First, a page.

China had launched a major information warfare operation to derail the deployment. The program included lucrative offers of Chinese trade and investment from Chinese President Xi Jinping to South Korean President Park Geun-hye in exchange for canceling THAAD.

China’s military and Communist Party spokesmen also took to official state media in recent months to threaten retaliation. The party-affiliated Global Times reported Tuesday that unspecified “countermeasures” to sanction or punish Seoul could be taken. “The THAAD deployment will invite a new arms race,” the newspaper said, without explaining how a defensive anti-missile system posed a threat to China.

Beijing has warned that THAAD will be used as part of a linked regional missile defense connecting U.S., South Korean and Japanese forces to counter China’s missiles. Beijing has stationed hundreds of missiles in areas along China’s eastern coast.

Days after the THAAD announcement, the U.N. Permanent Court of Arbitration dealt China another major setback, essentially ruling that China’s efforts to take control of the South China Sea are illegal. A tribunal of five judges and legal experts ruled that China’s claim to control 90 percent of the sea within a Beijing-declared “Nine Dash Line” had no basis in international law.

China had asserted maritime sovereignty based on historical use of the waterway and recent administrative actions creating laws that Beijing says establish Chinese control of the strategic waterway.

The State Department hailed the ruling as a first step in resolving the territorial dispute and said it was “legally binding” on Beijing.

The Chinese Foreign Ministry on Wednesday denounced the United States, claiming Washington had violated its pledge not to take sides in the maritime dispute.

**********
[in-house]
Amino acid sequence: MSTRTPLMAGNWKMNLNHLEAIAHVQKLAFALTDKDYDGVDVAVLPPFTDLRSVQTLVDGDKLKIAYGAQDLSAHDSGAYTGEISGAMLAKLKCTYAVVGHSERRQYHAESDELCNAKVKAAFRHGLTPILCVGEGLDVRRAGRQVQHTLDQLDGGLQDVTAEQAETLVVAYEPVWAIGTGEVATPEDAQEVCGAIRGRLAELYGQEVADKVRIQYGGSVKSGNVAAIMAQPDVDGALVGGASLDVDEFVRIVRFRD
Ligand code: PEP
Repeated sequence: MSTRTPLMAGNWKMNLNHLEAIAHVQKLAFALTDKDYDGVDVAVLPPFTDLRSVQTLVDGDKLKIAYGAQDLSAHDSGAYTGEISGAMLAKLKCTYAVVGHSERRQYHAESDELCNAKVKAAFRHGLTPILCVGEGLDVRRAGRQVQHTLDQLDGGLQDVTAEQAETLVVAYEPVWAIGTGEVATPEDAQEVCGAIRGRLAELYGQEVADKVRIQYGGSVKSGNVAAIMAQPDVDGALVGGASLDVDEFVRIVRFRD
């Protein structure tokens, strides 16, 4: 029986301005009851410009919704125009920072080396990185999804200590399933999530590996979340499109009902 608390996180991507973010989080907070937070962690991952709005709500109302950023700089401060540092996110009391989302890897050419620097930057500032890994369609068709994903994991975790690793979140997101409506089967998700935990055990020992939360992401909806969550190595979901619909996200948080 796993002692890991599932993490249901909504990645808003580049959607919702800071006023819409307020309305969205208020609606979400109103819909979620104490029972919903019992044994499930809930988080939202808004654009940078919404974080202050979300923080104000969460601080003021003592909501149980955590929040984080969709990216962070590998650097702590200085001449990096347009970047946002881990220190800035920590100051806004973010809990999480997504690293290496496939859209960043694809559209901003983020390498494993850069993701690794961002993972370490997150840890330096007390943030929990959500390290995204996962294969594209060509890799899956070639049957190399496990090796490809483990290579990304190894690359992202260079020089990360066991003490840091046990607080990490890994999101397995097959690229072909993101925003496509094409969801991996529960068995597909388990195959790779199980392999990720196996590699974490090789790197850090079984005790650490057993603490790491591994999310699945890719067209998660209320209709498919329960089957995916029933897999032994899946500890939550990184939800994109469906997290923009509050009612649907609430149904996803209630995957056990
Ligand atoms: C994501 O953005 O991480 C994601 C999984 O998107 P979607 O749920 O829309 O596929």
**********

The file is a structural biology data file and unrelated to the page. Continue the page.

“We urge the U.S. to think over its words and deeds, stop advertising the illegal arbitration and meddling with the South China Sea issue, and cease undermining China’s sovereignty and security interests and escalating regional tensions,” ministry spokesman Lu Kang said in a statement.

Analysts say China could respond to the ruling by imposing a regionwide air defense identification zone over the sea or by seizing a grounded Philippine ship in the Spratly Islands that is being used as a military base by the Philippine military.

The Army last week warned all military personnel in the United States to avoid 37 American cities this week over concerns that anti-police protests, dubbed “Days of Rage,” are planned and could turn violent. The July 8 notice from the U.S. Army North said there is a potential for violence or criminal activities in the aftermath of the shootings of five Dallas police officers.

The Army notice appears based on an online rumor, since denied, that the anarchist hacker group Anonymous had called for nationwide protests Friday in the U.S. cities. reported Tuesday that the rumor calling for Days of Rage protests is false and is based on an identical false posting that circulated online and in emails in August 2014, related to the Ferguson, Missouri, protests against police.

A U.S. Army North spokesman, Lt. Col. Jason Shropshire, said the safety of soldiers and their families is a high priority. “For security reasons, we don’t discuss force-protection measures that we put into place at our Army installations or the specifics of cautionary advice we provide to our soldiers,” he said.

“However, the advisory was to provide situational awareness for all Army personnel within the U.S. Northern Command area of responsibility who may find themselves in the vicinity of any protests (planned or spontaneous),” he added in a statement. “At this time, we do not have information regarding any specific threats to DOD personnel.”

The notice says that “being anywhere near these protests greatly increases the chance that you could become a victim of violence. When the mob mentality takes over, normally decent people can commit heinous acts.”

The “Alcon” notice — short for “all concerned” — urges commanders to pass on the warning to all Army troops who may be traveling to the cities.

“Use this as a list of places NOT to be on Friday the 15th,” the notice says. “While the media does specify nonviolence and denounces the actions taken against police officers that were not involved in these deaths, with the tagline ‘Day of Rage’ it is safe to expect emotions to be running very high on both sides of the line. No matter how great your empathy might be for those who have unjustly lost their lives, these protests are not safe places to be.”

  • Contact Bill Gertz on Twitter via @BillGertz.